When people in China think of the arrival of Christianity, what comes to their minds is the Opium War, killing of missionaries, various unequal treaties, and invasions of China by Western powers. As the government fans the nationalistic passion in China, people begin to resist all things foreign. The rise of nationalism is a double-edged sword for believers in China and affects the missionary efforts of churches there. May the Lord give us humility and help us not to consider that Chinese are somehow superior or brag about that China will be a nation with the greatest number of Christians.
Historically, Christianity and missionaries were intricately associated with foreign aggression in China in the 19th century. The Communist Party continues to remind and reinforce young people of this chapter of modern Chinese history. We pray for young believers that they can appreciate the contribution and sacrifices of early missionaries in China. We also pray that God will give them the burden to share the gospel in foreign lands and call some of them to be cross-cultural missionaries.
After Christianity arrived in China, believers were forbidden to worship their ancestors and told they could not worship other deities. This was in opposition to the traditional Chinese practices and customs, and inevitably created great tension and even clashes. Some Christians are short on patience, even being extreme in putting down Chinese folk religions, denouncing them as of the devil. We pray for wisdom for believers, not to engage quickly in vigorous debate with unbelievers, but rather pray for the Holy Spirit to soften hardened hearts.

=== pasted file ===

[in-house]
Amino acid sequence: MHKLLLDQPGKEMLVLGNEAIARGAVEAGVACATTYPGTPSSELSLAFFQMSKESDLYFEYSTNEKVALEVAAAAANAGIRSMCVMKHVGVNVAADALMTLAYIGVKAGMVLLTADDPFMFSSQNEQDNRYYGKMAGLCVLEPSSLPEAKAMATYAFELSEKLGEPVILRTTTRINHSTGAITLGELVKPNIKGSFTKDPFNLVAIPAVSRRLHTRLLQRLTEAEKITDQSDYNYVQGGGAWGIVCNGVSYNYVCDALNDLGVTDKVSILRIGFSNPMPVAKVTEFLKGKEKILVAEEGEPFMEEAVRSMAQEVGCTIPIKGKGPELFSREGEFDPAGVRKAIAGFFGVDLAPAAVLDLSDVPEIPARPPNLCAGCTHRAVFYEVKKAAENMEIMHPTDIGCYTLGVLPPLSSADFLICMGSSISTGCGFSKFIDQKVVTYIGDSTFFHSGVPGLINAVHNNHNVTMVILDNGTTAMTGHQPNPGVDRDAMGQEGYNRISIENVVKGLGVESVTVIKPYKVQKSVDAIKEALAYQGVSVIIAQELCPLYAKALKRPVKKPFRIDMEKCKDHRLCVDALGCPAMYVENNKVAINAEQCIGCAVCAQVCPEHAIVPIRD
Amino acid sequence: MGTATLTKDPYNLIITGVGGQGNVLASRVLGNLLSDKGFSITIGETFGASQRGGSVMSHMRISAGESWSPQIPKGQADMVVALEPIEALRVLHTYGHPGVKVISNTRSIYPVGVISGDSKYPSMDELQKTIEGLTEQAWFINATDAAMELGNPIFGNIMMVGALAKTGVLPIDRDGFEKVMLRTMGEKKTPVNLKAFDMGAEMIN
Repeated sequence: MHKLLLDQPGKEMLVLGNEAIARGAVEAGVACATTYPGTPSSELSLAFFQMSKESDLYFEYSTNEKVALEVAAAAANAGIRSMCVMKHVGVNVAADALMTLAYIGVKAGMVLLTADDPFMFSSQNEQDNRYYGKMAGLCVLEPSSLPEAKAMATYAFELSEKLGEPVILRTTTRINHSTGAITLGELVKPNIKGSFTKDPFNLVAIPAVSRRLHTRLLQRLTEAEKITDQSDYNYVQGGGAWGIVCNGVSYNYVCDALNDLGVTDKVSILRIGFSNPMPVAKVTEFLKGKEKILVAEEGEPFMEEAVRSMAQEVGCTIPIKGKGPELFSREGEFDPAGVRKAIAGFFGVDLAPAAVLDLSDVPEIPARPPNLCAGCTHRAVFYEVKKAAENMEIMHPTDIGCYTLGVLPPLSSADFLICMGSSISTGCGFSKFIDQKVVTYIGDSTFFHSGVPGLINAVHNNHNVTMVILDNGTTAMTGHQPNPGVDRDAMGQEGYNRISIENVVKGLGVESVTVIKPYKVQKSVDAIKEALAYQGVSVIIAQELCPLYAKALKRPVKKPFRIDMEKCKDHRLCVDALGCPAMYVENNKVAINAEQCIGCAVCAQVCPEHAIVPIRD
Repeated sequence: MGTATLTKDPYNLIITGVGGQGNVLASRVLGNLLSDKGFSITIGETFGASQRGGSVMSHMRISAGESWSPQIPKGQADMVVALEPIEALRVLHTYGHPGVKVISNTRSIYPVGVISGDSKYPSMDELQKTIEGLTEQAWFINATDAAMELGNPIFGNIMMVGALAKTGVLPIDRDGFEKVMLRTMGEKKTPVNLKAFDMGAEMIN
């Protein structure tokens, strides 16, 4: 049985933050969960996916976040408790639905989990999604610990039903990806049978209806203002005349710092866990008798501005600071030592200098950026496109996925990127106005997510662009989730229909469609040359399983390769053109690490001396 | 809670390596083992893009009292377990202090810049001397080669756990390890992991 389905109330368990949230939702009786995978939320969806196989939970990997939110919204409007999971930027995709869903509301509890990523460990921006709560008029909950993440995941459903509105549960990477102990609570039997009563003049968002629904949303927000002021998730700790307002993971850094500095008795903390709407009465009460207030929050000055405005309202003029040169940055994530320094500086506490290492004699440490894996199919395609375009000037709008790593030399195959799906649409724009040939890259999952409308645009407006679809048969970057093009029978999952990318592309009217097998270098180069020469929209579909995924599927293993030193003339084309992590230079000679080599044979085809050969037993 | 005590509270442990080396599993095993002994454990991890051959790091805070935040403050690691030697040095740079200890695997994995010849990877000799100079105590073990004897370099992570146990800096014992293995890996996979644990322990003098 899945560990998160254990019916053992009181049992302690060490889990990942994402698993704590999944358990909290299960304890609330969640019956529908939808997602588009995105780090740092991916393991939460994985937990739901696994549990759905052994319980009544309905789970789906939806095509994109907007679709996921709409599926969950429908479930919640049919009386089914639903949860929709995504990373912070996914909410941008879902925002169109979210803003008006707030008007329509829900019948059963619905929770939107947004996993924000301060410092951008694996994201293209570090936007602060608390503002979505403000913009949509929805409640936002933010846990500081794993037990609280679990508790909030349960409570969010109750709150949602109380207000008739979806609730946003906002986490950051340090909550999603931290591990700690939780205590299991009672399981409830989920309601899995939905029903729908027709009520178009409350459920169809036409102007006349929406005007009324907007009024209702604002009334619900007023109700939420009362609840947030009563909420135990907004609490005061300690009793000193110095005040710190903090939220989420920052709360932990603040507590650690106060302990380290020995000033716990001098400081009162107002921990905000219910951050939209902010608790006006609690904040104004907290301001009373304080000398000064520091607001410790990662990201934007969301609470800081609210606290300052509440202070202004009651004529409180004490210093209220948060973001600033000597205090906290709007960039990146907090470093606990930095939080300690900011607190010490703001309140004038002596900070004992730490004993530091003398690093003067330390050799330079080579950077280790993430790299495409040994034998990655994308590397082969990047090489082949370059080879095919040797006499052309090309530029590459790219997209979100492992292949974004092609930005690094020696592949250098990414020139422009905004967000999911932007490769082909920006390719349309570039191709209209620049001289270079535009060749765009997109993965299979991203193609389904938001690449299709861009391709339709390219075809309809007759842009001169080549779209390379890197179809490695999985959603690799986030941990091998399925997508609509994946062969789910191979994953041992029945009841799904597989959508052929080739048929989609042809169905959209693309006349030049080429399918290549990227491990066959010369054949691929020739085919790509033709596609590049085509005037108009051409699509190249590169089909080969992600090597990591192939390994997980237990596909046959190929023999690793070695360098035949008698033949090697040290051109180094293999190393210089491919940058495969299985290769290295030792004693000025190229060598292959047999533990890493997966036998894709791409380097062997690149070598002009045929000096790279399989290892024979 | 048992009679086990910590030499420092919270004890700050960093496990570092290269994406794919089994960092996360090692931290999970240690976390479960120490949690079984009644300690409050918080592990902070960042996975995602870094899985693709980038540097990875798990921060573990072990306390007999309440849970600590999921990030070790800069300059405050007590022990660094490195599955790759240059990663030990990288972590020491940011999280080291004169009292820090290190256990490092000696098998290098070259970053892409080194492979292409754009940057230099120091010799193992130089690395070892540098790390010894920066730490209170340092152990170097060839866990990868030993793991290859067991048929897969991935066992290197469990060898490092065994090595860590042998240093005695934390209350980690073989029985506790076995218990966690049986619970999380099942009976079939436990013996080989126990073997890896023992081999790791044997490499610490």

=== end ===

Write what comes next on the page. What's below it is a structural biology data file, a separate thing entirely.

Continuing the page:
In Confucius' hometown of Qufu, there are people who oppose the construction of a Christian church because they insist on defending Confucianism rather than upholding religious freedom. Obviously there is a conflict of Chinese and Western civilization already happening in China. Many intellectuals in China harbor resentment and even hostility toward Christianity. We pray specifically that Christian intellectuals will live a good life, have a good testimony, and be able to attract others to come to know Jesus Christ.
The revival of Sinology has a strong nationalistic undertone and is actually aimed at stemming the invasion of Western culture. Since Christianity and Western culture are so closely linked, it has naturally become a target for those who support the so-called "New Confucianism". We pray that believers in China will be prepared to give an answer to anyone who asks them to give the reason for the hope they have and especially how they personally overcame the idea that "Christianity is a foreign religion".
There are extremists who hate Christianity as a "foreign religion" and want to expel it from China. Based on the growing enthusiasm for nationalism, it is likely that interest in Sinology will also continue to grow. We praise God for the efforts and sacrifices made by all of the foreign missionaries to China during the past two centuries. We pray that churches in China will learn the meaning of "to give is better than to receive" and the Lord will help Christians there to overcome the stereotype that Christianity is a foreign religion.
Churches in China need to counter the impression that Christianity is an alien religion and look for ways to contextualize it within the Chinese culture. This issue has actually been around for several hundred year but it is up to us and future generations to find the ultimate solution. We pray that churches in China will maintain a good reputation, believers there will be able to live out God's love and be bright lights in a society that worships money and is corrupt.